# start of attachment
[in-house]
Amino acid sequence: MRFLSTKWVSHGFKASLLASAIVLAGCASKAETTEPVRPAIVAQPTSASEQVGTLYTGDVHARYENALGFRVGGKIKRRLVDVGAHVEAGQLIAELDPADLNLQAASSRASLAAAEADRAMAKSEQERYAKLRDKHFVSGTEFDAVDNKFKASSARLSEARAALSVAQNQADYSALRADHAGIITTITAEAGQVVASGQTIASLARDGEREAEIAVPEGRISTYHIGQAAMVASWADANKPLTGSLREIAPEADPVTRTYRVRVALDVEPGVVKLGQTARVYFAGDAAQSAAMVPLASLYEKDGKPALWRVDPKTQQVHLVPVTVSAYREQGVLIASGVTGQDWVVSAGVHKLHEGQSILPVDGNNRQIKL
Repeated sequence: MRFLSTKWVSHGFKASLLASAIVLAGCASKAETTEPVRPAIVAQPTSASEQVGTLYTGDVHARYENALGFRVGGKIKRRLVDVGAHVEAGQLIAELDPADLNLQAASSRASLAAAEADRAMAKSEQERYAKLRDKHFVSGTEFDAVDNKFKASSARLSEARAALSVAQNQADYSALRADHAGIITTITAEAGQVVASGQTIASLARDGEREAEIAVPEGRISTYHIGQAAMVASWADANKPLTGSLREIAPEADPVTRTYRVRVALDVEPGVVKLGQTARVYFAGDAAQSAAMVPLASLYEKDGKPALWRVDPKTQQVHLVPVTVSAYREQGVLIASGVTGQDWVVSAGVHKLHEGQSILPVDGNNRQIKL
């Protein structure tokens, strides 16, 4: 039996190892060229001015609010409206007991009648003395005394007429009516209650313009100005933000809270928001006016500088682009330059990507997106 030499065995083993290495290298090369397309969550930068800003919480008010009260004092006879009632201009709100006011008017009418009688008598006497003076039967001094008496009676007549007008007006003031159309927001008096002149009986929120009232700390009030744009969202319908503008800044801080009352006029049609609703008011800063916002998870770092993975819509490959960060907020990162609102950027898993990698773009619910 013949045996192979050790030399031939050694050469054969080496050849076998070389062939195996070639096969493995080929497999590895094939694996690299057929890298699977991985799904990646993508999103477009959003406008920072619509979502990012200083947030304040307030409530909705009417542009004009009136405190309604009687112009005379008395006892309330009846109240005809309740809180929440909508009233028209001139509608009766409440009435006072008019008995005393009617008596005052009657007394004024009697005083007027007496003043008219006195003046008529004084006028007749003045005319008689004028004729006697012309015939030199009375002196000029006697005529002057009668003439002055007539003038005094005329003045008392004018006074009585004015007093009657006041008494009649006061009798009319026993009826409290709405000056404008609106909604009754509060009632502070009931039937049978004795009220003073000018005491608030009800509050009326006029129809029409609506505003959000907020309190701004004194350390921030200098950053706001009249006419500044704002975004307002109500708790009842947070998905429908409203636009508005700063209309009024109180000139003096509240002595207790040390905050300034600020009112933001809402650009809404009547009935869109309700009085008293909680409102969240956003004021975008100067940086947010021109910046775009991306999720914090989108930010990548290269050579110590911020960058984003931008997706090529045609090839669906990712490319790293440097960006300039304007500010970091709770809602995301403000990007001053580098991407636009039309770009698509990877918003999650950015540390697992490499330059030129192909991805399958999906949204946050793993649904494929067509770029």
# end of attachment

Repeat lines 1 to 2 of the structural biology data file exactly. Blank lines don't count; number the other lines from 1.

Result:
[in-house]
Amino acid sequence: MRFLSTKWVSHGFKASLLASAIVLAGCASKAETTEPVRPAIVAQPTSASEQVGTLYTGDVHARYENALGFRVGGKIKRRLVDVGAHVEAGQLIAELDPADLNLQAASSRASLAAAEADRAMAKSEQERYAKLRDKHFVSGTEFDAVDNKFKASSARLSEARAALSVAQNQADYSALRADHAGIITTITAEAGQVVASGQTIASLARDGEREAEIAVPEGRISTYHIGQAAMVASWADANKPLTGSLREIAPEADPVTRTYRVRVALDVEPGVVKLGQTARVYFAGDAAQSAAMVPLASLYEKDGKPALWRVDPKTQQVHLVPVTVSAYREQGVLIASGVTGQDWVVSAGVHKLHEGQSILPVDGNNRQIKL